c R , A   ×   Q R , A + c WWTP   ×   Q WWTP = c R , B   ×   Q R , B
Q R , A + Q WWTP = Q R , B
Q R , A = Q WWTP c R , B     c WWTP c R , A     c R , B

2.3.2. Suspended Matter Concentration

The water volume centrifuged for the extraction of SM was recorded. The quotient of the dry mass of the SM after lyophilization and the initial sample volume resulted in the SM concentration of the sample.

2.3.3. Sample Preparation for Phosphonate Analysis

The background and validation of the sample preparation techniques used for this study have already been presented in detail by Armbruster et al. [13] in another publication. In this paragraph, this preparation technique is described briefly. Lyophilized solid samples (0.5 g of sediment or SM) were first homogenized, mixed with isotope-labeled internal standards, and then digested using an extraction medium (15 mL) of sodium hydroxide (0.5 mol/L) and nitrilotriacetic acid trisodium salt (NTA; 0.1 mol/L) in an ultrasonic bath for 1 h at 50 °C. After centrifugation and separation of the supernatant, this extraction step was repeated (exception: no repetition was performed during the extraction of the first three sediment samples of River1 and the first sediment sample of River2; here, the determined loads may be slightly lower than usual due to incomplete extraction). An extraction efficiency of >95% was reported for the procedure with repeated extraction. The supernatants were combined in equal proportions and quantified by direct determination via IC-ESI-MS/MS after cation exchange (AG MP-50; Bio-Rad Laboratories GmbH, Munich, Germany). Liquid river samples were processed by filtration (syringe filter, 0.45 µm), subsequent doping with diluted internal phosphonate standard, and cation exchange.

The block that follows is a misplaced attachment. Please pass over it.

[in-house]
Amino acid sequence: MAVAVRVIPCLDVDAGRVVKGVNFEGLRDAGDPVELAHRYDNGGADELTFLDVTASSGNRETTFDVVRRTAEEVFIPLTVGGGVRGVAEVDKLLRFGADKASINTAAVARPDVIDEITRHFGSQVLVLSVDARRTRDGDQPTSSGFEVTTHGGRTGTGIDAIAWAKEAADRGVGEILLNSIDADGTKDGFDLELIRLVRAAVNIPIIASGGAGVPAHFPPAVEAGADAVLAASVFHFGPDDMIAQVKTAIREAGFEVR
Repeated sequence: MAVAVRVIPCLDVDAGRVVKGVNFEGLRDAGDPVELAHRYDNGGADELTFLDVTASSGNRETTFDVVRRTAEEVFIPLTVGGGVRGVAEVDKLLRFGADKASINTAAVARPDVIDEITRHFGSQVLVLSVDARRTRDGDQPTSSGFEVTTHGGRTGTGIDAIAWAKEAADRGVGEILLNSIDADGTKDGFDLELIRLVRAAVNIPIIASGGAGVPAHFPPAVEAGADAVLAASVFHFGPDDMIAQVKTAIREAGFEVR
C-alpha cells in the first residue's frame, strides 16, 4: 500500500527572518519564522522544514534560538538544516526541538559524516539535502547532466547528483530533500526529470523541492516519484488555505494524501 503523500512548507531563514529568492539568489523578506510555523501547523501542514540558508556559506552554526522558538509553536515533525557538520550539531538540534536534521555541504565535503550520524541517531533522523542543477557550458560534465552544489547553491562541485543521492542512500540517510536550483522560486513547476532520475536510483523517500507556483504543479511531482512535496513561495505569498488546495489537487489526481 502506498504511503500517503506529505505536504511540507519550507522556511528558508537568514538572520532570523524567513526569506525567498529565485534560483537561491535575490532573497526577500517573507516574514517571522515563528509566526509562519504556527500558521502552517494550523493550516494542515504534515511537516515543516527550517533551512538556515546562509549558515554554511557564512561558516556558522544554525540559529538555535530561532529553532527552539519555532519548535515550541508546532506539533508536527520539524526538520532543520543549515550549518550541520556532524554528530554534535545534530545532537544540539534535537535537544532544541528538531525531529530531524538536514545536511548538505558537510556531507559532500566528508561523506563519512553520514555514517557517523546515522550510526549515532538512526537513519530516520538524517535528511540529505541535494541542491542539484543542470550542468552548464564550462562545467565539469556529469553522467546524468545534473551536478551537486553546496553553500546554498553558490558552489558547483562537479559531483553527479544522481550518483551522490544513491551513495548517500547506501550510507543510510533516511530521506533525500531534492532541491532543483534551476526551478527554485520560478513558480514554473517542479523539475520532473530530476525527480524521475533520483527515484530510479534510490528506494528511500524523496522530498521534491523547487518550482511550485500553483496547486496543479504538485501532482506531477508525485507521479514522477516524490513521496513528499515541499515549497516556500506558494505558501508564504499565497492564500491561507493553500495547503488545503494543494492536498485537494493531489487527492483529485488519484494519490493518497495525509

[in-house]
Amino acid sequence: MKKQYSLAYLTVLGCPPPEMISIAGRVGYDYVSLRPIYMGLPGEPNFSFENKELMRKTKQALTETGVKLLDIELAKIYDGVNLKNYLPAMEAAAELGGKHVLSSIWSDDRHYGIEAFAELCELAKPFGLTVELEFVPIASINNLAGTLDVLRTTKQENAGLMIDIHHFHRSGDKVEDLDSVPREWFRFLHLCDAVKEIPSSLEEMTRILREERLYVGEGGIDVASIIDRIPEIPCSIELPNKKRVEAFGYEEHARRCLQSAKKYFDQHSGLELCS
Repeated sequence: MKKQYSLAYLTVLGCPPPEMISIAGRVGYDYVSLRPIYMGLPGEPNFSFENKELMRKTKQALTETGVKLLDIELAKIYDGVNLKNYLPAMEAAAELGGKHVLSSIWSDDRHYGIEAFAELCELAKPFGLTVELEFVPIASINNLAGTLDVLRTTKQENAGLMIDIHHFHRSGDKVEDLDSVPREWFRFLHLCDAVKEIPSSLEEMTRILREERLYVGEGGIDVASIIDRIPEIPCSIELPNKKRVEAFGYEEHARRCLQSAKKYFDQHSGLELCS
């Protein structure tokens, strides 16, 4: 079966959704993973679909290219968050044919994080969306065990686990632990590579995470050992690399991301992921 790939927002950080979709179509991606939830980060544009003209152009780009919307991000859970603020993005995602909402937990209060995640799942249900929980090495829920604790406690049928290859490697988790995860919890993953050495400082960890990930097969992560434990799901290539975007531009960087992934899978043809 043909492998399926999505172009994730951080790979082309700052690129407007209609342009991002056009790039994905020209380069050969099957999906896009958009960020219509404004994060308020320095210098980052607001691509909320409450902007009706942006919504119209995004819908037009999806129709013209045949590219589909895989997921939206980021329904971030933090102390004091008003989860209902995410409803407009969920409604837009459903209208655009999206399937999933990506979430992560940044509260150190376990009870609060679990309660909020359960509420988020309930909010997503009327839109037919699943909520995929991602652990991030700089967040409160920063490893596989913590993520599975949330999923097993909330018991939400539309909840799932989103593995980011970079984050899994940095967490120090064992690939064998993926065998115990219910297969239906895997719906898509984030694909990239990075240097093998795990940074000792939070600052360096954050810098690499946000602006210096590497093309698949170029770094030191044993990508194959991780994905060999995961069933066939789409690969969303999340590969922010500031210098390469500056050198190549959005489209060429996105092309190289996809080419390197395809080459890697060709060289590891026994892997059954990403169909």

2.3.4. Phosphonate Analysis per IC-ESI-MS/MS